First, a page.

CAPE ELIZABETH – Town officials on Thursday began a summer of community conversations about the future of Thomas Memorial Library by asking residents what they want to see in a new building.

Residents will vote in November on whether to move forward with plans to renovate part of the library and add new sections. The project could cost $8.1 million. Conceptual plans have been developed, but town officials say nothing is set in stone and they want to hear from residents about what the library should include.

More than 60 residents attended Thursday’s meeting to talk about the plans and share ideas.

A 2009 report by a study committee listed more than 100 deficiencies in the current library, from unreliable wheelchair lifts to a faulty heating system and a leaking roof. The committee recommended that the library be replaced.

The renovation and expansion, which would save only the Pond Cove Annex, would be funded by a combination of tax dollars and private donations. Officials believe that as much as $2 million could be raised through donations and grants.

The library would double in size and include a cultural center and more meeting rooms. Library Director Jay Scherma said patrons would have access to library materials during construction.


Council Chairwoman Sara Lennon said there is a misconception among residents that plans for the library project are more developed than they actually are.

She said the plans are about 20 percent done, not the 80 percent she estimates many people think.

If residents approve the project, a building committee will be formed to work on final design plans and costs.

Several residents suggested that the town hold brainstorming sessions to involve more people in developing the plan. The town will hold weekly library tours this summer, and a series of formal and informal meetings and “neighborhood teas” to talk about the project. A public hearing will be held by the Town Council in September or October.

Most people at Thursday’s meeting spoke in favor of a new library, while several questioned whether plans need to include as much meeting space as currently envisioned.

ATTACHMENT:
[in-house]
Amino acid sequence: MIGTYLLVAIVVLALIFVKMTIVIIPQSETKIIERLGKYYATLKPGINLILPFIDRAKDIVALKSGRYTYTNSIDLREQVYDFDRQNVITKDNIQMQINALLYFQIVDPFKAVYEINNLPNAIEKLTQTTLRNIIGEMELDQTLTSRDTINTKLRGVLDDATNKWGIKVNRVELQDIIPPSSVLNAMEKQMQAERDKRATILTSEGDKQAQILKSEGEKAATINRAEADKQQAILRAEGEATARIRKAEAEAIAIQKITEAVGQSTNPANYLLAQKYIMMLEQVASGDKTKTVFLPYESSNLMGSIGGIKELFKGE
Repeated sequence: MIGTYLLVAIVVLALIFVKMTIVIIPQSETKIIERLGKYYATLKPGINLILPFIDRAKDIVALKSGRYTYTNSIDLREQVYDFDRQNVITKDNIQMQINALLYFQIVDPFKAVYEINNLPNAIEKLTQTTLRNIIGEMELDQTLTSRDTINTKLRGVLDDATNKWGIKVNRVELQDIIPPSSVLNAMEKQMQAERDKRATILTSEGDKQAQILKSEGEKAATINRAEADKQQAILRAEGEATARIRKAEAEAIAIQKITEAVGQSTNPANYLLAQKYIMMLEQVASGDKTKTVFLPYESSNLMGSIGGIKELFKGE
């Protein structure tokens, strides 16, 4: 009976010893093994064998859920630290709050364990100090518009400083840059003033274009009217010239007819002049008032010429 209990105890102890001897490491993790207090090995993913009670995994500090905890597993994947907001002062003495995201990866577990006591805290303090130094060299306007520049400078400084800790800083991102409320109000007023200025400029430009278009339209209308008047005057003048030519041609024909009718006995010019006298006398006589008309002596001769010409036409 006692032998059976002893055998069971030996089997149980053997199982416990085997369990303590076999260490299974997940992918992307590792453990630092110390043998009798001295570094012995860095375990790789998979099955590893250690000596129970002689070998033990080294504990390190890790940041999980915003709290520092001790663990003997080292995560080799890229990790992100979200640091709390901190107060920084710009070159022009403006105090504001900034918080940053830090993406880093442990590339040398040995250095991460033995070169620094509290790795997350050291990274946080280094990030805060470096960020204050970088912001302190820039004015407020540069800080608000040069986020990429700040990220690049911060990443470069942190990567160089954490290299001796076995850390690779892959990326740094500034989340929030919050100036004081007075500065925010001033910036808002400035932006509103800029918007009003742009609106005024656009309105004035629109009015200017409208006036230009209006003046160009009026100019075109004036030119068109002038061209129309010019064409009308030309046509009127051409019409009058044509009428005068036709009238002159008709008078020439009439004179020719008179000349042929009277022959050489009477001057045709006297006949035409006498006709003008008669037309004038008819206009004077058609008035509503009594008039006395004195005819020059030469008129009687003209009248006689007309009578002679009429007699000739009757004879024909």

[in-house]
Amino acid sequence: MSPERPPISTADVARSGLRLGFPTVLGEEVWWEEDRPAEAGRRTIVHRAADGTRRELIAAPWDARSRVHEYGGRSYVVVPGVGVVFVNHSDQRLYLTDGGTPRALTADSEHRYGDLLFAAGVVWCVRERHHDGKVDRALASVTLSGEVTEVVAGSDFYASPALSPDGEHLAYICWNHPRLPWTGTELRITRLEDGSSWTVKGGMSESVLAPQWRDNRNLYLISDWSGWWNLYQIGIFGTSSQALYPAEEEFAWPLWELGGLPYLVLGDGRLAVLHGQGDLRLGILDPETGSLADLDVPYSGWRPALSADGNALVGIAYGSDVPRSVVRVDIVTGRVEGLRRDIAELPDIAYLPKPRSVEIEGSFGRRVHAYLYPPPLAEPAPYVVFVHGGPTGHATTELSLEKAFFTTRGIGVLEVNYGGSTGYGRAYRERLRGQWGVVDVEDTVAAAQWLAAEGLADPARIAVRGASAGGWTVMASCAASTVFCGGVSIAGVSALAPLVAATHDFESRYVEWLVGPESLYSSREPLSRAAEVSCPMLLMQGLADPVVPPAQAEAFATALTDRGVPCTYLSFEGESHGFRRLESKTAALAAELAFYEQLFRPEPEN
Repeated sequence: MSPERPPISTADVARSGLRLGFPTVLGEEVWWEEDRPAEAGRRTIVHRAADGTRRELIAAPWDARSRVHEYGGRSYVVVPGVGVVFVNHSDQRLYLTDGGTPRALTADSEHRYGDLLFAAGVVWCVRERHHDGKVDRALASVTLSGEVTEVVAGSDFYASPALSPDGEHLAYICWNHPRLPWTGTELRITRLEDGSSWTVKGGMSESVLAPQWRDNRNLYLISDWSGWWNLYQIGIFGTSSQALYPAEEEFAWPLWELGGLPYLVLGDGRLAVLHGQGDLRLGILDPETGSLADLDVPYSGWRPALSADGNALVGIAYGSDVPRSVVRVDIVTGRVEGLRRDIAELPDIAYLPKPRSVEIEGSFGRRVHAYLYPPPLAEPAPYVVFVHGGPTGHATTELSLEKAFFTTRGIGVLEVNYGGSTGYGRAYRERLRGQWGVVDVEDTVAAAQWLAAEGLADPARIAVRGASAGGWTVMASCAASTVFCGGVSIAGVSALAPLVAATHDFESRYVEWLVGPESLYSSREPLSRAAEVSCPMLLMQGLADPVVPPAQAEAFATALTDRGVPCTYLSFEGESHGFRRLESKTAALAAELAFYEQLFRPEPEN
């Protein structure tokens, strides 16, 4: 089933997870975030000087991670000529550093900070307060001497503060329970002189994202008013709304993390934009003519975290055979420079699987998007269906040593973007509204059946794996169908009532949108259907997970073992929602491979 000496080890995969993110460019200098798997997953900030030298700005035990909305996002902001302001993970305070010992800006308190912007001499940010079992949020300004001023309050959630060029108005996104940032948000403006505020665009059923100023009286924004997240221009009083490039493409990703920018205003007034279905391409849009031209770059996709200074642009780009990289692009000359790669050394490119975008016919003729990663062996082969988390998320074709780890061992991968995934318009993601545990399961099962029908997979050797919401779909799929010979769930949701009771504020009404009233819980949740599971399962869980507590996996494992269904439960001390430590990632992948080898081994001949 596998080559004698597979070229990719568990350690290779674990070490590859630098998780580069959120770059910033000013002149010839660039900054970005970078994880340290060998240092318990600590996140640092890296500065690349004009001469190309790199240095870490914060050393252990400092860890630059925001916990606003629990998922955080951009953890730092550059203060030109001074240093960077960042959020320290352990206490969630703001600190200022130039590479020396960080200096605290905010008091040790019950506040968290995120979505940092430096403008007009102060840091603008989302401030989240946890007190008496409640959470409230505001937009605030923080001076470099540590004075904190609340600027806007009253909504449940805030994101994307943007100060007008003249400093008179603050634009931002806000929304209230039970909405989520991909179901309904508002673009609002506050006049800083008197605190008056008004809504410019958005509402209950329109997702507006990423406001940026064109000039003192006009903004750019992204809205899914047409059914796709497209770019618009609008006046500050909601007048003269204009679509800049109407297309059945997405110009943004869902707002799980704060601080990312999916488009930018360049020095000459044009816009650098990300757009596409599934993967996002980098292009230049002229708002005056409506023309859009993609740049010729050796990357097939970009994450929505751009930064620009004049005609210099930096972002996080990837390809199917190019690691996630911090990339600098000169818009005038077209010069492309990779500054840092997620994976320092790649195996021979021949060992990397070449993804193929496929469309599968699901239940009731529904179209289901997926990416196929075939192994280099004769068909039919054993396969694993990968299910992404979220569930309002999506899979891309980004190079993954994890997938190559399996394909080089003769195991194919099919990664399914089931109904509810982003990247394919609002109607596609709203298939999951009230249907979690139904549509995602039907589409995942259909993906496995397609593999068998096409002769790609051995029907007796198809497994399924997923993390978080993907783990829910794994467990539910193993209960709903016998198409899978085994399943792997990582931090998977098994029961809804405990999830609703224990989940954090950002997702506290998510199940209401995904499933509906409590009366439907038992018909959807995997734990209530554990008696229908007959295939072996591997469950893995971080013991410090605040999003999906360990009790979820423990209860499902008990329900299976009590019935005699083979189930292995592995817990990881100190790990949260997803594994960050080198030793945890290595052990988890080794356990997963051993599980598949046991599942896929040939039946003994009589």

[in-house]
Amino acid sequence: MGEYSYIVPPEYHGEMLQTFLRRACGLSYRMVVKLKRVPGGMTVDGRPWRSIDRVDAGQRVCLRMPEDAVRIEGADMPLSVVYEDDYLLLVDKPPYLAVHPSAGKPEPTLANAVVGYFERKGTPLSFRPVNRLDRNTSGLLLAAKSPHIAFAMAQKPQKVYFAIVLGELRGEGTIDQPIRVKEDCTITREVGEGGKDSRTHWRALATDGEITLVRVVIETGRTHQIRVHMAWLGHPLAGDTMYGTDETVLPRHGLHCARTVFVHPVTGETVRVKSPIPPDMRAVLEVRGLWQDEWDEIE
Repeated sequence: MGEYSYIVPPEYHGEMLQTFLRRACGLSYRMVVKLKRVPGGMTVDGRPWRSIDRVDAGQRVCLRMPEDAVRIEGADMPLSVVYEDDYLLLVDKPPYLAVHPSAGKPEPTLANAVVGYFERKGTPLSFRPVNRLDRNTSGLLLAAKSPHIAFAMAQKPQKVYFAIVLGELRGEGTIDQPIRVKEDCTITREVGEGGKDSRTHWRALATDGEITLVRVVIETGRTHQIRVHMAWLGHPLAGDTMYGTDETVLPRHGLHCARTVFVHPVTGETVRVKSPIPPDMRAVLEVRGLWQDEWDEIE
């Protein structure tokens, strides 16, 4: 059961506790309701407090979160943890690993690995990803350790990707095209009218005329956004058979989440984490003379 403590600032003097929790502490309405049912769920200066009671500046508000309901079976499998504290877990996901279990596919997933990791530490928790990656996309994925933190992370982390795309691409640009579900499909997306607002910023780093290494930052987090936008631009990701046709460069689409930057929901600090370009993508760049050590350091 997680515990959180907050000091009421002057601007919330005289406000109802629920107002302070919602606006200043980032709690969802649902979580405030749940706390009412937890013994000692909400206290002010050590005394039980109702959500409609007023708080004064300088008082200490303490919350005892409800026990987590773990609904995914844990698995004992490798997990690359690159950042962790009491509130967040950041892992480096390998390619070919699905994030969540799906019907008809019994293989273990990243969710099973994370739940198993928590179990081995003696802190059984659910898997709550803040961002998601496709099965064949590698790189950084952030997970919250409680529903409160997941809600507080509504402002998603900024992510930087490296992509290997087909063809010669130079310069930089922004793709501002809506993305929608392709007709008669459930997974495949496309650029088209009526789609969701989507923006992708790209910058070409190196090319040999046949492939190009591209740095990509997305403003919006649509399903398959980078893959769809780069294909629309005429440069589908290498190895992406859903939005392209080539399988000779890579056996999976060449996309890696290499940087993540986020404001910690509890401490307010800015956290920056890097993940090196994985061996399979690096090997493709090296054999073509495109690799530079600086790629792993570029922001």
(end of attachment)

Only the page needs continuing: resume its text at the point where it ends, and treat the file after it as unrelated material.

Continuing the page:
Resident Ashley Collins said it is important that the library have adequate meeting space because “it’s really the one place all ages come together” in the community.


Anne Swift-Kayatta, a former town councilor who served on the library committee, said the current library is an embarrassment and is not cost-effective despite the best efforts of its staff.

“I think (a new library) is going to meet our community’s needs for 30 years to come,” she said.

Resident Chris McCarthy suggested that the library provide as much access to technology and meeting space as possible. His daughter, Madison McCarthy, said officials should consider adding coat racks so she can hang up her backpack, as well as inspiring places to read and more programs for older children and teenagers.

The first library tour of the summer will begin at 10:30 a.m. on June 27. For more information, go to

Staff Writer Gillian Graham can be contacted at 791-6315 or at:

[email protected]

Twitter: grahamgillian


Only subscribers are eligible to post comments. Please subscribe or login first for digital access. Here’s why.

Use the form below to reset your password. When you've submitted your account email, we will send an email with a reset code.